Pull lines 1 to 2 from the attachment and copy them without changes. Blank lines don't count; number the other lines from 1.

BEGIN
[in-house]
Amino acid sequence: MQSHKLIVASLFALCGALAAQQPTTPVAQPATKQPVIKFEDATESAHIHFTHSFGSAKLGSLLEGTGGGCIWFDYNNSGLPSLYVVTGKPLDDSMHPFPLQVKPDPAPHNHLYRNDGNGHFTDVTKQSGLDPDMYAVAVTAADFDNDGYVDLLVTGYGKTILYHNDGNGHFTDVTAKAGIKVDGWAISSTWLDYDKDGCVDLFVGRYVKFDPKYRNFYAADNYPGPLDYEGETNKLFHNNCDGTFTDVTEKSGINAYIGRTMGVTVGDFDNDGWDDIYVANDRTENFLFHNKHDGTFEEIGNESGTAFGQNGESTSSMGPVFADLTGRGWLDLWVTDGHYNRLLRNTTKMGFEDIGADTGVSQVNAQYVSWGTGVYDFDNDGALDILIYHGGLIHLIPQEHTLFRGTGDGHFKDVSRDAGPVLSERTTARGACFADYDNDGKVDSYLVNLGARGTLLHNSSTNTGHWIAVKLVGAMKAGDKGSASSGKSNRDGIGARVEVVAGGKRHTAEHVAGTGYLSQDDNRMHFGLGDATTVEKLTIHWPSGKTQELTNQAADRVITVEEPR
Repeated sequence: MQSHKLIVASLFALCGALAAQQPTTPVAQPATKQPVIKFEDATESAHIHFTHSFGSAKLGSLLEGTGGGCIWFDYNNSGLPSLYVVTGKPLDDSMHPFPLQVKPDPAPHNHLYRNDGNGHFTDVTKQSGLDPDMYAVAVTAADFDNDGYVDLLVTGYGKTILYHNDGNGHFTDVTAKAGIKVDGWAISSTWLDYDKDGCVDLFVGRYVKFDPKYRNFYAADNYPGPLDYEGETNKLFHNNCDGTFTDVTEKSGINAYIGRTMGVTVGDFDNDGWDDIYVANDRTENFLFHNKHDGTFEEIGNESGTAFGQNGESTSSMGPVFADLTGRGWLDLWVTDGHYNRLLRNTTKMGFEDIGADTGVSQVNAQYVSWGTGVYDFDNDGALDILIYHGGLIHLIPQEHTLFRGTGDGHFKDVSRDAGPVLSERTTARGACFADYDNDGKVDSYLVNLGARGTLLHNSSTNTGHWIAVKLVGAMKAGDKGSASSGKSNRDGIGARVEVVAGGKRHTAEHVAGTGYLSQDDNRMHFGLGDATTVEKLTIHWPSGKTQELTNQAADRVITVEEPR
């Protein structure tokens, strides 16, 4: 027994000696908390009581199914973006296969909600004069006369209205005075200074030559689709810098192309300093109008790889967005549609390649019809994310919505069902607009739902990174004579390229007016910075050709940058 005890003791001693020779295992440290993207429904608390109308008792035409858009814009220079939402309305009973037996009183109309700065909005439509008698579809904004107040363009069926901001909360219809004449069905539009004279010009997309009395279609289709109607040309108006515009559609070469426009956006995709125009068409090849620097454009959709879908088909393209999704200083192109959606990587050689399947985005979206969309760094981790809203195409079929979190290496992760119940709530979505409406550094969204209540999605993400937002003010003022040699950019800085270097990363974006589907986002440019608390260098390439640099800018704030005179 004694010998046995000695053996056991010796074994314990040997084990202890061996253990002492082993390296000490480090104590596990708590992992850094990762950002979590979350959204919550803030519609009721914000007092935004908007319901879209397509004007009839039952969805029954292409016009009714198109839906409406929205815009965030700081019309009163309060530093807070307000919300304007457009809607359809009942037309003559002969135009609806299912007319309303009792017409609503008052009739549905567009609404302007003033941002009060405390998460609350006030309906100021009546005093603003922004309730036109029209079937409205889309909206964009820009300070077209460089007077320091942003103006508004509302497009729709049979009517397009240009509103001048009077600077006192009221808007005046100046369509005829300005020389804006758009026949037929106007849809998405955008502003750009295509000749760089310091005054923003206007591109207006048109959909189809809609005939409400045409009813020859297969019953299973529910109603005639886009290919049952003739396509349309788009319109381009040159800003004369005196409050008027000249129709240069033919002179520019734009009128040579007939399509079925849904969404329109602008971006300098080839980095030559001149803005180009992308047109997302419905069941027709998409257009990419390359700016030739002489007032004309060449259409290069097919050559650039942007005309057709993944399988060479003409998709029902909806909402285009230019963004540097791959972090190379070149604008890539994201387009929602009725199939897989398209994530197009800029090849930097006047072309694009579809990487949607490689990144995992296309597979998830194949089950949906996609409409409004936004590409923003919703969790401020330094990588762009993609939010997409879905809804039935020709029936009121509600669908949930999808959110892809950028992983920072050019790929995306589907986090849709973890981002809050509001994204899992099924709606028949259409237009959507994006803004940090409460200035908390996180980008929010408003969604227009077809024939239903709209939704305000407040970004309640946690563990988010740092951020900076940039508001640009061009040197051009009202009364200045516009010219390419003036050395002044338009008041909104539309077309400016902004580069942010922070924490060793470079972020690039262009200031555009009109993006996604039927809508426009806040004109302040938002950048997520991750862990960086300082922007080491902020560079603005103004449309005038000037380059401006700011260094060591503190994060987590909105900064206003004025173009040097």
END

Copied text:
[in-house]
Amino acid sequence: MQSHKLIVASLFALCGALAAQQPTTPVAQPATKQPVIKFEDATESAHIHFTHSFGSAKLGSLLEGTGGGCIWFDYNNSGLPSLYVVTGKPLDDSMHPFPLQVKPDPAPHNHLYRNDGNGHFTDVTKQSGLDPDMYAVAVTAADFDNDGYVDLLVTGYGKTILYHNDGNGHFTDVTAKAGIKVDGWAISSTWLDYDKDGCVDLFVGRYVKFDPKYRNFYAADNYPGPLDYEGETNKLFHNNCDGTFTDVTEKSGINAYIGRTMGVTVGDFDNDGWDDIYVANDRTENFLFHNKHDGTFEEIGNESGTAFGQNGESTSSMGPVFADLTGRGWLDLWVTDGHYNRLLRNTTKMGFEDIGADTGVSQVNAQYVSWGTGVYDFDNDGALDILIYHGGLIHLIPQEHTLFRGTGDGHFKDVSRDAGPVLSERTTARGACFADYDNDGKVDSYLVNLGARGTLLHNSSTNTGHWIAVKLVGAMKAGDKGSASSGKSNRDGIGARVEVVAGGKRHTAEHVAGTGYLSQDDNRMHFGLGDATTVEKLTIHWPSGKTQELTNQAADRVITVEEPR